But it is not today that Europe has its eye on space disputes. Also in 2018, the then Minister of the Armed Forces of France, Florence Parly, denounced the activity of a Russian satellite that got too close to a Franco-Italian military satellite to listen your broadcasts. France then created a specific command in 2019 and inflated its budget by 2030% in its last military programming law, raising it to 600 million euros annually.

The Chinese have doubled their budget in ten years to prepare for a space war, raising spending to more than US$ 3 billion.

The United Kingdom, in turn, formalized with former Prime Minister Boris Johnson its ambition to become a “Significant” space actor until the decade of 2030.

As for Italy, the country developed the most powerful observation system in Europe with Cosmo-SkyMed.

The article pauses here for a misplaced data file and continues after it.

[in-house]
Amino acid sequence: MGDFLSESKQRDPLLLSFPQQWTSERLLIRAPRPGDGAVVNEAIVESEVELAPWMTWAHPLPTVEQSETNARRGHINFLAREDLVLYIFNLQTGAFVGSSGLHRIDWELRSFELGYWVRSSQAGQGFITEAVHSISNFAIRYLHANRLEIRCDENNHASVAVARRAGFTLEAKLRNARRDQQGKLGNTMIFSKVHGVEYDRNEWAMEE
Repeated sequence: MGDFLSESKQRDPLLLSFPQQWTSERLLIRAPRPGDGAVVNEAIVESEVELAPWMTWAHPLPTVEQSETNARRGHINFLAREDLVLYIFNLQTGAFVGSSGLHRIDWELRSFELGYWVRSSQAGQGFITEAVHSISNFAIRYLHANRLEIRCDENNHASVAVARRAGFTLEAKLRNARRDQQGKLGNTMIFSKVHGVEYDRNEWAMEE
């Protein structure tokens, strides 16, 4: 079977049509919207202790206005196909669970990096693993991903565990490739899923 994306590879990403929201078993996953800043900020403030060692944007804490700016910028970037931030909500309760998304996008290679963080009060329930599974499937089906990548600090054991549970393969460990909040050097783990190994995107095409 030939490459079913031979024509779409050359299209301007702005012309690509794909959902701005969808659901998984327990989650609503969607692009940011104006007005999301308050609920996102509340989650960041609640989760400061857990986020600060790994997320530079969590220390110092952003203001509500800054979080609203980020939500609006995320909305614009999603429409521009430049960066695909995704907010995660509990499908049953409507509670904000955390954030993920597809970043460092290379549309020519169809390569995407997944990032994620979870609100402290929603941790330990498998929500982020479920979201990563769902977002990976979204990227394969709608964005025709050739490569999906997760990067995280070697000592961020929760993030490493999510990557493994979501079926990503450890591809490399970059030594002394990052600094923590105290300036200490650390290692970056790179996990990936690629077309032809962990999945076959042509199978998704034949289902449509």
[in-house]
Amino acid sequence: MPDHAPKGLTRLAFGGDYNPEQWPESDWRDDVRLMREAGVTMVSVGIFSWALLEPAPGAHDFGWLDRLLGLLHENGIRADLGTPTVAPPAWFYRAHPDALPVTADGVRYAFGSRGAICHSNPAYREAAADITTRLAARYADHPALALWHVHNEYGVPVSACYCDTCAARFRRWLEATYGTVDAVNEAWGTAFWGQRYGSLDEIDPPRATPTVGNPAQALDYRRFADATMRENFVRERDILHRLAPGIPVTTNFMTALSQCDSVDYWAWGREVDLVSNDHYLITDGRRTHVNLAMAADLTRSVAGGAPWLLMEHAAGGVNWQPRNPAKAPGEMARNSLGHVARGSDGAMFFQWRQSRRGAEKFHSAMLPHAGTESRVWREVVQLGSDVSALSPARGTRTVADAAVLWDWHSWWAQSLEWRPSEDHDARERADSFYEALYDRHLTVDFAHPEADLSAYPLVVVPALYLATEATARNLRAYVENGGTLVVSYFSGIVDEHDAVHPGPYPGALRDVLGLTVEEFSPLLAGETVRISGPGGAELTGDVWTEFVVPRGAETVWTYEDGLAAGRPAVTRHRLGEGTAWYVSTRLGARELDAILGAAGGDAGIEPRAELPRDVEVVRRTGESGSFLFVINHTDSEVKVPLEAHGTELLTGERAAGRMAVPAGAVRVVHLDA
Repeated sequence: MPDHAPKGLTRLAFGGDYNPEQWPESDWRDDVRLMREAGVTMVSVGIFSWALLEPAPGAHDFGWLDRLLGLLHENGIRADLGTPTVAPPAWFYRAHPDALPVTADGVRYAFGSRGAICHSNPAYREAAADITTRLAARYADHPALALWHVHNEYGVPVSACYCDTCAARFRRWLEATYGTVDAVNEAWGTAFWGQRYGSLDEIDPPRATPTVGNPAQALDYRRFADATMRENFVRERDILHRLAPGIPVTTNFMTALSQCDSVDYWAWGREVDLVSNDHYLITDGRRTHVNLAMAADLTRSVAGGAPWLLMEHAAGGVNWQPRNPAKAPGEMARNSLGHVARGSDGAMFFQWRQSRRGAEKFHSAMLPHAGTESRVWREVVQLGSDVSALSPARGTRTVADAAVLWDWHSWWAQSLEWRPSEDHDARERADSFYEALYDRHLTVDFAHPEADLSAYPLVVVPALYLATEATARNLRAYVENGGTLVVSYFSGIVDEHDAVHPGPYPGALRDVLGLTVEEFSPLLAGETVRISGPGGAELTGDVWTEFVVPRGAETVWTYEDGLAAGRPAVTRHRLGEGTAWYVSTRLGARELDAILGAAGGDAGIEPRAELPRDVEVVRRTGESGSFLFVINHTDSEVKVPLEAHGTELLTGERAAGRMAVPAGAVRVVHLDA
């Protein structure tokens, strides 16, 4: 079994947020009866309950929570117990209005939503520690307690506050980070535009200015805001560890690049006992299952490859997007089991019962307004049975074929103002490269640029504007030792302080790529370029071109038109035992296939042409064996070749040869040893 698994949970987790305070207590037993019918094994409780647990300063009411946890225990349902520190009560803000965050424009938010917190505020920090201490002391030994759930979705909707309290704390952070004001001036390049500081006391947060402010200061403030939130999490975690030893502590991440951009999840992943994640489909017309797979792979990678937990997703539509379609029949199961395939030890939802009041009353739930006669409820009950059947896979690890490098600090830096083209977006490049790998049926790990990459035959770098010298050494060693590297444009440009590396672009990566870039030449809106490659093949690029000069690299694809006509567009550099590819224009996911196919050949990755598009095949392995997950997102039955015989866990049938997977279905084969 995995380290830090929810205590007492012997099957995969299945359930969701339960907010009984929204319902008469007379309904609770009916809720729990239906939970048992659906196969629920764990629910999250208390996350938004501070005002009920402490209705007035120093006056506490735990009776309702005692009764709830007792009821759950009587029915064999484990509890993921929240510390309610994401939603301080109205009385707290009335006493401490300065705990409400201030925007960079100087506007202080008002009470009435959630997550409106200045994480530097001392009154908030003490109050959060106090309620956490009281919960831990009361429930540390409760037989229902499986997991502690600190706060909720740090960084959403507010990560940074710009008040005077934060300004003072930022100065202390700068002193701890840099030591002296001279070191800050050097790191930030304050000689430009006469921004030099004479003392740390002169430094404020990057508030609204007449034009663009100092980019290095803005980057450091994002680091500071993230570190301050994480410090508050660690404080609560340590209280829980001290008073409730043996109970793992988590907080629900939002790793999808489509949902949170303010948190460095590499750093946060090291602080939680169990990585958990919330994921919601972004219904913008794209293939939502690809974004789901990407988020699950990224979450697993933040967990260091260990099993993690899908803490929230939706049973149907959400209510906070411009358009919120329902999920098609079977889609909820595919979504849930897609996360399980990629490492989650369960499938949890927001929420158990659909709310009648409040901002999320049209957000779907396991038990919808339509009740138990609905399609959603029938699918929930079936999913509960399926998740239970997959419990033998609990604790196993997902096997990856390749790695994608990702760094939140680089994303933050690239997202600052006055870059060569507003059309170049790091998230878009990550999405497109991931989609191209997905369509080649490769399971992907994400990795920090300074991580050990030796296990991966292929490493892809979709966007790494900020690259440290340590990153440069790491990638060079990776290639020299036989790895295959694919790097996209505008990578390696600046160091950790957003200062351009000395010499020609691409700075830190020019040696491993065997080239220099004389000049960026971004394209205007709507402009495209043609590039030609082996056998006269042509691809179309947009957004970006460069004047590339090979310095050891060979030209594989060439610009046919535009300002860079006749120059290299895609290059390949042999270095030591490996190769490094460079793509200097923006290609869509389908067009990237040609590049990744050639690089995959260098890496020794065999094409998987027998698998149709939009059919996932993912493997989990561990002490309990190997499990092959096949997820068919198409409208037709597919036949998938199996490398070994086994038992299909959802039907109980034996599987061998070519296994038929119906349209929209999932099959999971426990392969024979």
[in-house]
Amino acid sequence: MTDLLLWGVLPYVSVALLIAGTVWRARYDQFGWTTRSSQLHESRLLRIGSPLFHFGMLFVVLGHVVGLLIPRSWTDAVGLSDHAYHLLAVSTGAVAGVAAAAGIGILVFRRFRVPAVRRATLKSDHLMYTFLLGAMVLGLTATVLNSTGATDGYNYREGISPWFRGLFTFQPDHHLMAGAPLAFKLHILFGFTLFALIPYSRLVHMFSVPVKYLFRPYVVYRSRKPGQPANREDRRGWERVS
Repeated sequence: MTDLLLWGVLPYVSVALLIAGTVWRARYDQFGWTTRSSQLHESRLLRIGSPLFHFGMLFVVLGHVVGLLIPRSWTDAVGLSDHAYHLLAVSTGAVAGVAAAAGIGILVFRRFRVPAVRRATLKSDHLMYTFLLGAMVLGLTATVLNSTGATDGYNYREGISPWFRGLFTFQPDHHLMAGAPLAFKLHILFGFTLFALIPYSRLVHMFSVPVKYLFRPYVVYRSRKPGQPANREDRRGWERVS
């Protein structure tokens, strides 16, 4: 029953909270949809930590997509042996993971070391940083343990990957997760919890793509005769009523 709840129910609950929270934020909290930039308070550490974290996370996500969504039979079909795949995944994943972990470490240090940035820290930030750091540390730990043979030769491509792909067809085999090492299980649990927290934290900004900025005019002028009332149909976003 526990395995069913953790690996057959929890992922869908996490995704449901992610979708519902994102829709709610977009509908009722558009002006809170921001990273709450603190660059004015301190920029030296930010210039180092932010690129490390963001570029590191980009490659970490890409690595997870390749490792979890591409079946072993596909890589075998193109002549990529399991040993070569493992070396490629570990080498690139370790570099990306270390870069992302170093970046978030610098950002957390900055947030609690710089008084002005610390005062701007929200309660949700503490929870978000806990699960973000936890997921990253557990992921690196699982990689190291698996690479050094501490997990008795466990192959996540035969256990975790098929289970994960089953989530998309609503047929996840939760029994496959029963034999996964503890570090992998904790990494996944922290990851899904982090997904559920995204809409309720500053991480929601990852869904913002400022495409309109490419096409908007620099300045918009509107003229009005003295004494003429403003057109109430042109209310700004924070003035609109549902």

And the Americans launched in 2019 with Donald Trump a military space command, Spacecon, planning a “space army”. “We are the best in the world in space today, but our level of superiority is diminishing,” declared General John Raymond, appointed head of Spacecom, at the time. “We want to move quickly and stay ahead.”

With the Russian invasion, worldwide concern grew. Even in early March, the Ministry of the Armed Forces of France was already warning of the danger of the conflict spreading tens of thousands of kilometers from Earth. “What we imagined is coming”, warned General Michel Friedling, head of the French Space Command.

“We are in constant vigilance and in connection with our partners and allies about what can happen in space, that it is still a gray area”, he concluded.